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Please join us on Feb. 11!Join us for "A Call to Action"
and learn how to advocate
for our public schools
Event to be held February 11,
7 p.m., at Niskayuna High School

Feb. 5, 2013—With the Capital Region still buzzing from last week’s unprecedented regional rally to avert the fiscal crisis facing public schools, educational stakeholders representing 47 school districts will reconvene Monday night to learn what they can personally do to advocate for change.

The Niskayuna Central School District will be the host this time for “A Call to Action,” part two of the landmark program, “Your Public Schools in Fiscal Peril – Running Out of Time & Options,” which drew an overflow crowd of 1,500 school administrators, teachers, students, community members, and more than a dozen state legislators to Columbia High School on January 31.

Jan. 31 forum logo
Unable to attend?
Watch live on EdSpeaks.org

The event will be streamed LIVE for viewers around the state who want to learn more about how to advocate for change to address the financial crisis facing all schools unless significant action is taken during the 2013 New York State legislative session.

If you are unable to be there in person, you can watch it live at
Education Speaks.  The event will also be live-tweeted by Education Speaks editorial board members. If you’re on Twitter, follow @edspeaksny and #NYSchoolsInPeril to get the live scoop that night! You can also get updates via the Education Speaks Facebook page.

Following this memorable kick off event, hundreds pledged to do more than just listen about how years of state aid cuts are crippling our schools. By filling out the blue comment cards in that night’s program, they made a pledge to speak out for change by contacting their elected state representatives as they meet in Albany in the coming weeks to discuss public school funding for the 2013-14 year.

That’s what “A Call to Action” is all about. It’s a 90-minute follow-up workshop to be held at 7 p.m., February 11, in the auditorium of Niskayuna High School, Balltown Road, offering effective “how-to” strategies and techniques for helping parents, teachers and taxpayers like you reach out to lawmakers and take that important step in advocating for educational change.

Area education leaders hope Monday’s advocacy “how-to” program sequel will be every bit as powerful as the January 31 forum in terms of public support as they brace for yet another year of unpopular to untenable budget cuts that will affect urban, suburban and rural school districts alike.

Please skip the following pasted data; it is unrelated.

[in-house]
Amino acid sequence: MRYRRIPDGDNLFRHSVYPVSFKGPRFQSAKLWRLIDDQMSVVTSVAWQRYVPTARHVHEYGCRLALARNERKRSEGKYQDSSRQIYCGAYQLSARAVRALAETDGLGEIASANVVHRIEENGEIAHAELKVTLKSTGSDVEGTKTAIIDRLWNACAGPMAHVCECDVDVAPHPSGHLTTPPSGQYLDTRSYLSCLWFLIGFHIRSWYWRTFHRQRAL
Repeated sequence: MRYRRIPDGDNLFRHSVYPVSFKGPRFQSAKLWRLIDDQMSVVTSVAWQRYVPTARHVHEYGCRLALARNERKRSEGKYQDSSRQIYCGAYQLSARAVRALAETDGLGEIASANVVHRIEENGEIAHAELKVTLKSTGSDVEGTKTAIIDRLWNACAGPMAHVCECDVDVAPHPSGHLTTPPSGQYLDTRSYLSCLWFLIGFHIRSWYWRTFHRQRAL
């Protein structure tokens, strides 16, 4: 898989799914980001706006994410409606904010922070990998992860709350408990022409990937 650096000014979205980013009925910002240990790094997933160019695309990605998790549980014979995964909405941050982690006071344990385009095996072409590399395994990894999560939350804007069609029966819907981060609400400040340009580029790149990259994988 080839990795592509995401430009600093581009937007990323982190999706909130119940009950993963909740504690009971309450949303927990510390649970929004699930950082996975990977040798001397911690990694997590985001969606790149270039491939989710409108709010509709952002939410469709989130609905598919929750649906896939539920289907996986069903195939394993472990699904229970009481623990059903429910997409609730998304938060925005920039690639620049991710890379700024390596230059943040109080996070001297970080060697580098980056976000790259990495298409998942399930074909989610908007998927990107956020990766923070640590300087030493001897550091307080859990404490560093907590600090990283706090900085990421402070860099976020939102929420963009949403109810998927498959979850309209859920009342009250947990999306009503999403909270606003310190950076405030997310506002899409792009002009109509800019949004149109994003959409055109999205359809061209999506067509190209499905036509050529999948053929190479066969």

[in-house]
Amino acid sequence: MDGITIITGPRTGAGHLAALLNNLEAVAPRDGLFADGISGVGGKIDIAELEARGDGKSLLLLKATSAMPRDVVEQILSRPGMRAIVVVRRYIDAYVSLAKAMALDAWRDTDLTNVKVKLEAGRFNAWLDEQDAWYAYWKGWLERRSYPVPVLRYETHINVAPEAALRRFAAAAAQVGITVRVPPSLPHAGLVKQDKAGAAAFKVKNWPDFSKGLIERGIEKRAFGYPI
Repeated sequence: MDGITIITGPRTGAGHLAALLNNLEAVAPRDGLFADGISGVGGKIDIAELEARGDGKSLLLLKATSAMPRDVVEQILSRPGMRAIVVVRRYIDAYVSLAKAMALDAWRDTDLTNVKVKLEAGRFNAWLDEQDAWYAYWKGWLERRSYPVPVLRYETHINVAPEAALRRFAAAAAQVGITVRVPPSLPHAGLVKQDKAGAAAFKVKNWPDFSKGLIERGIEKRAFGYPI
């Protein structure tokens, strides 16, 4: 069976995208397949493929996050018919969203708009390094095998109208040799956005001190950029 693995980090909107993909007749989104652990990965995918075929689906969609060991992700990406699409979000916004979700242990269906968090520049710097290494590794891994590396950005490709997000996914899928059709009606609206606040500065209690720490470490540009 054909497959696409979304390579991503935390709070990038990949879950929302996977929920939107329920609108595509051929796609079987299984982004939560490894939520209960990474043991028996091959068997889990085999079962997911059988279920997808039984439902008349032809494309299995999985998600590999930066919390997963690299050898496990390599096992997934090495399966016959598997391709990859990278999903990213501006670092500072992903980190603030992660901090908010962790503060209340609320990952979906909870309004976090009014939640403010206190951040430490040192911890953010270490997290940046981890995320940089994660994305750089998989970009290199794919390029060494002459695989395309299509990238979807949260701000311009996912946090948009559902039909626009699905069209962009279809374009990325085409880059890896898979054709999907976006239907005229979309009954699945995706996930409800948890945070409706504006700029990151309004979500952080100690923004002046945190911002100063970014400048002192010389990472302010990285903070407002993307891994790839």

“Our goal is to continue the momentum of what was started at Columbia High School just a few days ago,” said Superintendent Marie Wiles, who was joined by nearly 40 Guilderland stakeholders at the first forum. “While last week's event was a great starting point, there is still much more work to be done. We need to come together as a community to help our schools, and direct our energies towards the people that can influence meaningful change for our students."

Monday’s featured speakers will be Robert Lowry and Kyle Belokopitsky from New York State Council of School Superintendents. Their presentations will be followed by an audience question and answer session, then refreshments and conversation in the school cafeteria.

Guilderland stakeholders are asked to join in this important advocacy effort and do what they can to make a difference. Time is running out. Call the Office of the Superintendent at 456-6200, ext. 3102, today to confirm your attendance at the February 11 event. Bring your spouse, your student, a neighbor or a friend.

Why should you take the time to advocate?

Think about this …

In many public schools there is a genuine concern that the Class of 2012 may have received the best education that school districts will be able to offer for the foreseeable future. Add to that predictions that a significant number of school districts will be facing fiscal or educational insolvency over the next few years due to improper financial support from New York State, an inequity in funding statewide, and no significant relief from costly state mandates.

Finally, it is important to advocate because you schools educate your children, employ your neighbors, are funded by your tax dollars and influence property values and help attract property owners to your community.

Guilderland has lost $12.3 million over the past three years due to the Gap Elimination Adjustment (GEA), a cut in state education aid that Gov. David Paterson proposed as a one-time fix to help the state’s budget deficit but which has been used annually for the past three years, costing Capital Region schools a total of $305 million in state aid they otherwise would have received. As it stands now, the GEA is included in Gov. Andrew Cuomo’s executive budget for 2013-14, meaning a fourth straight year of devastating cuts to schools.

As a result of the GEA, Guilderland has eliminated 125 full-time equivalent positions throughout the past three years, leading to increased class sizes at all levels and fewer supports for faculty, staff and students who are struggling. Without your help, your schools will face even more reductions to programs and services for students in the future.

Becoming an advocate is easier than you think

Becoming an advocate for education is not as hard as you might think. The only prerequisite is a strong desire to stand up for our students and our schools, and be passionate and persistent in advancing the cause.

But understand this: effective advocates are prepared. They know the issues and plan their communications.

Join us Monday night for this 90-minute program and find out how!

 

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